They don’t make them like they used to

Some of these modern-day vacuum cleaners really suck, and not in a good way either:

If you felt the earth rumble a little bit, that was me voicing my displeasure at the Universe. Not now, not now, NOT NOW! And then I shook my fist at the sky. Real hard. Yeah, I should have figured it was coming, you know, since the plastic attachment braces had begun falling off. Not breaking, really, just … disintegrating and falling off. The Hoover, cleverly, had a lifespan that outlived its warranty by six months to the very day. But compared to not having a vacuum at all, the Hoover was pretty dreamy, even if you did have to empty the canister two or three times per floor just to maintain suction.

To hear Consumer Reports tell it, the closest thing to an indestructible vacuum is the Kirby, but it costs as much as a Caribbean cruise, and not one with an inside stateroom either.

Then again, my own Hoover, which admittedly doesn’t get much of a workout these days, is still functional after thirty-three years. I have no idea when the warranty ran out.


  1. Kevin McGehee »

    11 October 2010 · 9:20 pm

    the Kirby, but it costs as much as a Caribbean cruise

    And you have to let some poor sap who couldn’t land a real job dump dirt all over your carpet before he’ll let you buy one.

    (Disclaimer: I never actually managed to schedule a sales call when I was allegedly a Kirby rep.)

  2. Joe »

    12 October 2010 · 11:22 am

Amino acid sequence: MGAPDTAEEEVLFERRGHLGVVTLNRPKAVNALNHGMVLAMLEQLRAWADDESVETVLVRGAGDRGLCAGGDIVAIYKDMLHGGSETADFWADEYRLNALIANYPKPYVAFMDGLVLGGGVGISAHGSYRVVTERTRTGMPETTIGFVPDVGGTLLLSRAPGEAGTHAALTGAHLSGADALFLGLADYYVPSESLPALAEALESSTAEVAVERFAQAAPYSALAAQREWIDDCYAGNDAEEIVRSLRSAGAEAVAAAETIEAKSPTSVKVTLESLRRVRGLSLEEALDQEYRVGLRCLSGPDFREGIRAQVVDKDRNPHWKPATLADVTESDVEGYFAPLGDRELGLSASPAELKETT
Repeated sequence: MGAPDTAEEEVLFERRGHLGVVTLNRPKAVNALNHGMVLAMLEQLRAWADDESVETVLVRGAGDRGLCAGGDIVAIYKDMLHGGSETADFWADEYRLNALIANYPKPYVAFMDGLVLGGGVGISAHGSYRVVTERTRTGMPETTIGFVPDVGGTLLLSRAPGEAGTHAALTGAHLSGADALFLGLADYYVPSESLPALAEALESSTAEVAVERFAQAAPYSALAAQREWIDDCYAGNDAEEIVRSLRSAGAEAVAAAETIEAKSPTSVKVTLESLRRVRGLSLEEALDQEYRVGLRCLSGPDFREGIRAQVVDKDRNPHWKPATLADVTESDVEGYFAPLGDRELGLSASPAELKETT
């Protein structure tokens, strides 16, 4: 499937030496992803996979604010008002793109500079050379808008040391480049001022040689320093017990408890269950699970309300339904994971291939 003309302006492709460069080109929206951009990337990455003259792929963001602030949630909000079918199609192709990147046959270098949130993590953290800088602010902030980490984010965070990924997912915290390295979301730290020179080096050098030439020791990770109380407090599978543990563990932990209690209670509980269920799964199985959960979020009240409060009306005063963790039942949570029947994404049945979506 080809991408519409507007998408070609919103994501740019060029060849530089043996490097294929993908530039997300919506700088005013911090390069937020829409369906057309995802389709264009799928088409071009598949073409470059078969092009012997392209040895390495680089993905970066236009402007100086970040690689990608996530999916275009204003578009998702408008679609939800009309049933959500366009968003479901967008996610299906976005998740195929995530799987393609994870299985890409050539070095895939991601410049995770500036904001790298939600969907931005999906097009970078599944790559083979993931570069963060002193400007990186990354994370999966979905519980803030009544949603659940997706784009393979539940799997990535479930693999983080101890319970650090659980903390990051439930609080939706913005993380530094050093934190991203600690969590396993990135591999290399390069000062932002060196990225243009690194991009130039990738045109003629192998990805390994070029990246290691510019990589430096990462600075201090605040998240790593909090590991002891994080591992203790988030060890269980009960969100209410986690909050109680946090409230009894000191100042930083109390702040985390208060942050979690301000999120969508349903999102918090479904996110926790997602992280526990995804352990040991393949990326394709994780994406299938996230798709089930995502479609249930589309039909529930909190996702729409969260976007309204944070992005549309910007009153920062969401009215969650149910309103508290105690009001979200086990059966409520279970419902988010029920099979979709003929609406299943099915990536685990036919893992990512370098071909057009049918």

My mother had a Kirby beast when I was growing up. The attachments alone filled a coffin size box that occupied the entire floor space under her bed. I’d almost bet it still works today.

    I on the other hand grabbed a Dyson off of Woot here while back. Although more plastic than anything I’ve yet to be disappointed with it. Although the clear canister sure gives one pause to reflect what is being inhaled on a daily basis. I love my Dyson.

  3. Brian J. »

    12 October 2010 · 7:34 pm

    The Andromeda Strain? Totally a documentary, except instead of a government program, it was in the Eureka R&D center.

    And whoever thought up bagless vacuums: genius! Instead of replacing a $2 bag every 4 or 5 vacuums, make consumers replace a $35 filter every 20 or 25 vacuums.

  4. CGHill »

    12 October 2010 · 7:39 pm

    Not to mention the joy of dumping all that stuff that ordinarily would have landed in the bag.

    I have this little B&D hand vac, and it fills up rather quickly. I’ve only changed the filter once, though. (It’s about $11.)

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